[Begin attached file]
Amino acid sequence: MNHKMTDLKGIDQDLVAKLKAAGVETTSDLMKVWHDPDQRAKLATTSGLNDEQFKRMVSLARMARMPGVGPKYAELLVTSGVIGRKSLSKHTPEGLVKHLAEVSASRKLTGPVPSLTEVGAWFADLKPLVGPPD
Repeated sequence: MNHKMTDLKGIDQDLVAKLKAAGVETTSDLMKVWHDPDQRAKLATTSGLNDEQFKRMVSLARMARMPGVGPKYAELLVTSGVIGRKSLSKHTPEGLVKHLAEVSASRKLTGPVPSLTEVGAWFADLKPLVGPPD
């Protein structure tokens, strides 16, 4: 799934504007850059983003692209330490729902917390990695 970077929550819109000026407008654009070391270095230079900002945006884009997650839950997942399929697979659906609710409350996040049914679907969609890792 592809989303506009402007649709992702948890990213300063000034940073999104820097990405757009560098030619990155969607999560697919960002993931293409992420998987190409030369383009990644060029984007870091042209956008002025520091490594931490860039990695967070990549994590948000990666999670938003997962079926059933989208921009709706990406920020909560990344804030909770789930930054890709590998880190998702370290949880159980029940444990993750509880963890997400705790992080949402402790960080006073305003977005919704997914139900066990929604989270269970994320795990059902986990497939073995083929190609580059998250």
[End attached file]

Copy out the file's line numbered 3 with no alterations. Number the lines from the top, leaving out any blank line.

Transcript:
């Protein structure tokens, strides 16, 4: 799934504007850059983003692209330490729902917390990695 970077929550819109000026407008654009070391270095230079900002945006884009997650839950997942399929697979659906609710409350996040049914679907969609890792 592809989303506009402007649709992702948890990213300063000034940073999104820097990405757009560098030619990155969607999560697919960002993931293409992420998987190409030369383009990644060029984007870091042209956008002025520091490594931490860039990695967070990549994590948000990666999670938003997962079926059933989208921009709706990406920020909560990344804030909770789930930054890709590998880190998702370290949880159980029940444990993750509880963890997400705790992080949402402790960080006073305003977005919704997914139900066990929604989270269970994320795990059902986990497939073995083929190609580059998250």